The financial slavery our family was under for years had me in such mental and emotional bondage I thought there could be no way out; there was no hope for any new dreams. The emotional disappointments in my marriage began to cause me to question the value of creative expression (or expression in general, for that matter). The only expression I seemed to engage in revolved around a vicious cycle of suppress/release.

I realize now that, if in my freedom, I am not experiencing an ability to change or grow, I should challenge my interpretation of freedom. Change and growth does not have to look like a mass exodus from life and the responsibilities that we hold. But the awareness of pain needs to be coupled with the desire to feel redemption or we run the risk of some weird manifestation of pride and self reliance. Freedom is a gift from God; a grace. Freedom means to be released from bondage with the implication that we gain the ability to pursue something (inwardly or otherwise) that is new, edifying, satisfying.

Writing holds something for me today that life experiences snagged from me long ago. The words on the page help me to experience redemption.

How have you experienced freedom through creativity?

[photo credit]

Cathy: writerly crisis of faith and confirmation of all my fears

This entry is a combination of a couple of recent posts on my personal blog.

on Monday, I wrote:

writerly crisis of faith
Almost two weeks ago, I gave the first 33 pages of my baby, er, children’s novel manuscript to my critique group. We meet tomorrow. During school vacation. At my house. With my gang of mayhem and two other kids added to the mix. And the one person I know outside the group will not be there, so she returned my pages with her comments yesterday.

I’ve done a lot of work on those first 30 pages in the past 6ish years since I started writing this little tale. They are the initial inspiration, and what I always felt really worked about the book. The changes I had made were on the small side, grammar, tense, slight rearranging of things. Now I feel like I have to move a thought bubble that wraps the first third of the novel very nicely and turn into a scene that will be the new opening of the book. Not that that was her exact suggestion, but that’s where my mind took it.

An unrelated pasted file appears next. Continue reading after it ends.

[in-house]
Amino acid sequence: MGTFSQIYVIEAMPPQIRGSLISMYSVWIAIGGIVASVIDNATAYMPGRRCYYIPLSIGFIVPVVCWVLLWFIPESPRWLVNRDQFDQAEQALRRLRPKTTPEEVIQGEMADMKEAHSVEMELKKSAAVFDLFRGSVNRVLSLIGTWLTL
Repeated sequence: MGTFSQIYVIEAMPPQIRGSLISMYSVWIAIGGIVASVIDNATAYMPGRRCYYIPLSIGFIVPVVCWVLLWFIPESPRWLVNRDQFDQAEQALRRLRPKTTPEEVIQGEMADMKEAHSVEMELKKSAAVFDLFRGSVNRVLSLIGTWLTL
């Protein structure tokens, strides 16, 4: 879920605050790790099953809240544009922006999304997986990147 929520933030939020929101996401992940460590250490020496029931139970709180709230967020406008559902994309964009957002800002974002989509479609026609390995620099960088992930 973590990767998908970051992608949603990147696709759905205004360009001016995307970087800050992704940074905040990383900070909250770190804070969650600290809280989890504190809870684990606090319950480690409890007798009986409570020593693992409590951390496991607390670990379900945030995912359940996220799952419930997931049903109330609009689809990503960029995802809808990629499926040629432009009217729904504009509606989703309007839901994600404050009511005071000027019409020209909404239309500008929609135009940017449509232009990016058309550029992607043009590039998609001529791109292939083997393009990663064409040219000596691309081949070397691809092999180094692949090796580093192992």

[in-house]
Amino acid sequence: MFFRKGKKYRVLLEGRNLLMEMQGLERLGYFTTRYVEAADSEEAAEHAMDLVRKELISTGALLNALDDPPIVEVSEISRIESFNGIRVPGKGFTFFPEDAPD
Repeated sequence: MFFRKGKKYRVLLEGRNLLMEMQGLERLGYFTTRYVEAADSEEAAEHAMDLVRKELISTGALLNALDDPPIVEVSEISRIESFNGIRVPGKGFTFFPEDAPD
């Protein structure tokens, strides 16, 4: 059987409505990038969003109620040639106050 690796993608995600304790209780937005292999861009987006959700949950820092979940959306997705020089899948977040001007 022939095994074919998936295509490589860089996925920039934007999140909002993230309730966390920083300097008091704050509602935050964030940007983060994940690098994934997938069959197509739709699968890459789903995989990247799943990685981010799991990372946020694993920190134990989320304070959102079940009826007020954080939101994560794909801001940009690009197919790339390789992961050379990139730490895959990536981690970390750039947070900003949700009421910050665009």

But I love my opening! There’s a great slow build to what happened to make this kid so upset in the opening lines.

I have had other readers who really loved the opening. I have four more readers to hear from tomorrow.

How can my heart be simultaneously in my throat and in the bottom of my gut at the same time? I feel like I have a big envelope to open, and it either has very very good news, or absolutely horrid news to bear. Quite possibly both. And once I open it, I will have to cut my big ball of dough in half, knead it, fold it over and over again into itself, pound on it, and hopefully, a beautiful loaf will emerge from the oven.

I know, mixed metaphor central, but give me a break!

Anticipation is a killer.

On Tuesday, came:

confirmation of all my fears

Great writers’ group this morning — afternoon. We wrote, I was interrupted by kids a variety of ways (school vacation and toddler), and then we got hungry, ate lunch and discussed the first third of my novel, as I mentioned yesterday.

They confirmed all of my misgivings about the manuscript’s current state, and now, boy do I have a lot of work to do. But it’s good, not the dread that my anticipation was giving me.

I kind of wish I was done already…but I guess this is what they mean about 2nd draft work. It’s not just about picking through the first draft and the million and a half edits already done, but about the complete restructuring of the storytelling… focus description into action, rearrange parts, rethink what is important about characters and how they serve the story, get rid of unnecessary adverbs…you know, the big stuff.

So big stuff, here I come. Right after this diaper change….

Psst! And guess what else?  They liked it, too!

Alexsondra: Bunches of Bowls for Gathering at the Well

The Gathering at the Well

These little gems just got pulled from my kiln. It’s been so many years since I last fired a glaze kiln, or produced any functional pottery, I was more than relieved to see that they all made it through the firing. It still amazes me, when  I hold a finished bowl in my hands, remembering the hours past, when it was a simple lump of moist clay.

Each one has its own little personality as it stands on its own, waiting to be admired, touched, and lovingly used by its new owner.

They are mine, but not mine, much like our  own children. We join with God in the creation process, always remembering that children are gifts. It is the same God, who generously infused me with the gift of making these bowls which soon, will no longer be mine.

When I was forty something, my mother took my hand in hers, stroking it gently. She said, “It’s amazing that I can still feel your hand as it was so many years ago, when you were just a baby.” It’s equally amazing that I remember the roadmap left in each of these bowls by those very same hands.

[Cross-posted from Mud of the Ages: Tempered Tantrums.]

Tammy: Art Journal–Fiction

“People from a planet without flowers
would think we must be mad with joy the whole time
to have such things about us.”
~ Iris Murdoch


There are no rules to art journaling. You get to play using color, words and images. Art journal on cold-pressed watercolor paper or a box of Chex. Artist quality paints or cheap acrylics. Graffiti grunge or elegant typography. Just have fun, explore, create, get messy. This was a fun page to put together; it has a little bit of everything!